$V^{\mathbb {C} }=V^{+}\oplus V^{-}$ where V+ and V are the eigenspaces of +i and −i, respectively. Complex conjugation interchanges V+ and V. The projection maps onto the V± eigenspaces are given by

${\mathcal {P}}^{\pm }={1 \over 2}(1\mp iJ).$ So that

$V^{\pm }=\{v\otimes 1\mp Jv\otimes i:v\in V\}.$ There is a natural complex linear isomorphism between VJ and V+, so these vector spaces can be considered the same, while V may be regarded as the complex conjugate of VJ.

Note that if VJ has complex dimension n then both V+ and V have complex dimension n while VC has complex dimension 2n.

Abstractly, if one starts with a complex vector space W and takes the complexification of the underlying real space, one obtains a space isomorphic to the direct sum of W and its conjugate:

$W^{\mathbb {C} }\cong W\oplus {\overline {W}}.$ ## Extension to related vector spaces

Let V be a real vector space with a complex structure J. The dual space V* has a natural complex structure J* given by the dual (or transpose) of J. The complexification of the dual space (V*)C therefore has a natural decomposition

$(V^{*})^{\mathbb {C} }=(V^{*})^{+}\oplus (V^{*})^{-}$ into the ±i eigenspaces of J*. Under the natural identification of (V*)C with (VC)* one can characterize (V*)+ as those complex linear functionals which vanish on V. Likewise (V*) consists of those complex linear functionals which vanish on V+.

The (complex) tensor, symmetric, and exterior algebras over VC also admit decompositions. The exterior algebra is perhaps the most important application of this decomposition. In general, if a vector space U admits a decomposition U = ST then the exterior powers of U can be decomposed as follows:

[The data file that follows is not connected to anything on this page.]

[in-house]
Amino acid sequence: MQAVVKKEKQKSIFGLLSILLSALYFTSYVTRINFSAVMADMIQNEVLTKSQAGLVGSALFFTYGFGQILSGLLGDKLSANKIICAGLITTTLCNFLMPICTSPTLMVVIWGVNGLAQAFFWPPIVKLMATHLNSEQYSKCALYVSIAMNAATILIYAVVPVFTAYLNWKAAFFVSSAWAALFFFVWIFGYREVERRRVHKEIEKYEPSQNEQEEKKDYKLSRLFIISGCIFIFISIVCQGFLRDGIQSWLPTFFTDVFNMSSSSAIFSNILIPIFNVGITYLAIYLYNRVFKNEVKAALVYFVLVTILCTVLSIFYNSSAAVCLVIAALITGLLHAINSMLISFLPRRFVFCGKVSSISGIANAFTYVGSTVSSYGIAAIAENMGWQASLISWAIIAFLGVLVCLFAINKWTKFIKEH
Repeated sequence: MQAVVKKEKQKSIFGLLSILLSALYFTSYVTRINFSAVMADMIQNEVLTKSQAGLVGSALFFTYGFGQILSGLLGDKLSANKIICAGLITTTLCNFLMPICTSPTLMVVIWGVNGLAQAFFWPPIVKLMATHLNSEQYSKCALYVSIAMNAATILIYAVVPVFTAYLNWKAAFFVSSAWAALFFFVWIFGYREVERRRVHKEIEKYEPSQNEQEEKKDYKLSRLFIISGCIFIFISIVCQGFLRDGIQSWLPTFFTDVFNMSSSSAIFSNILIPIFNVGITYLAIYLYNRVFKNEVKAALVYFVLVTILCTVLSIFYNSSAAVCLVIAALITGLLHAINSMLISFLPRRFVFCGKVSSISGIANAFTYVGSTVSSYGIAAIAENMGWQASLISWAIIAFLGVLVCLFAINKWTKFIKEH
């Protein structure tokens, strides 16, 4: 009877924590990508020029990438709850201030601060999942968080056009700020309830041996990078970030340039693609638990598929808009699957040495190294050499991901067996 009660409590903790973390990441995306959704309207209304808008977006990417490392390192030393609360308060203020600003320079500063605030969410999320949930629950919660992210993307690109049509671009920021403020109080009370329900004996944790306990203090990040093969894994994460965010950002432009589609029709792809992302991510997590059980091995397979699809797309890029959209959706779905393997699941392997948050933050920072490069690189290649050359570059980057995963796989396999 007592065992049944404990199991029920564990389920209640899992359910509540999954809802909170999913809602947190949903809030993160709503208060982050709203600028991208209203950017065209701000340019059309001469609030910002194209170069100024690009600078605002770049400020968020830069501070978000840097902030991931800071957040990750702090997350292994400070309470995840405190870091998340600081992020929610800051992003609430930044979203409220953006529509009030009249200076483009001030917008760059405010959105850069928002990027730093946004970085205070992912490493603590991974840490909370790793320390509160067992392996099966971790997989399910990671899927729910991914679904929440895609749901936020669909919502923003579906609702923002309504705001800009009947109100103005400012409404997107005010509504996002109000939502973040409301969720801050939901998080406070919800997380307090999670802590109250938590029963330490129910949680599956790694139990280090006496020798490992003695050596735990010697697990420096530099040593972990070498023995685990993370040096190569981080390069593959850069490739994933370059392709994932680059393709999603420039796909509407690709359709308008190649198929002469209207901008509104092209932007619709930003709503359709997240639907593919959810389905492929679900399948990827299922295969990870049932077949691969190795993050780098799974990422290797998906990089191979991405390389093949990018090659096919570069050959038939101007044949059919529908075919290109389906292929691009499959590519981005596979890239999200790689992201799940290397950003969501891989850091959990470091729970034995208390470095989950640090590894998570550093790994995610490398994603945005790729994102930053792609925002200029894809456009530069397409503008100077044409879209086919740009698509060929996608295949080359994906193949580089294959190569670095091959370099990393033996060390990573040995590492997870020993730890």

$\Lambda ^{r}U=\bigoplus _{p+q=r}(\Lambda ^{p}S)\otimes (\Lambda ^{q}T).$ A complex structure J on V therefore induces a decomposition

$\Lambda ^{r}\,V^{\mathbb {C} }=\bigoplus _{p+q=r}\Lambda ^{p,q}\,V_{J}$ where

$\Lambda ^{p,q}\,V_{J}\;{\stackrel {\mathrm {def} }{=}}\,(\Lambda ^{p}\,V^{+})\otimes (\Lambda ^{q}\,V^{-}).$ All exterior powers are taken over the complex numbers. So if VJ has complex dimension n (real dimension 2n) then

$\dim _{\mathbb {C} }\Lambda ^{r}\,V^{\mathbb {C} }={2n \choose r}\qquad \dim _{\mathbb {C} }\Lambda ^{p,q}\,V_{J}={n \choose p}{n \choose q}.$ The dimensions add up correctly as a consequence of Vandermonde's identity.

The space of (p,q)-forms Λp,q VJ* is the space of (complex) multilinear forms on VC which vanish on homogeneous elements unless p are from V+ and q are from V. It is also possible to regard Λp,q VJ* as the space of real multilinear maps from VJ to C which are complex linear in p terms and conjugate-linear in q terms.

See complex differential form and almost complex manifold for applications of these ideas.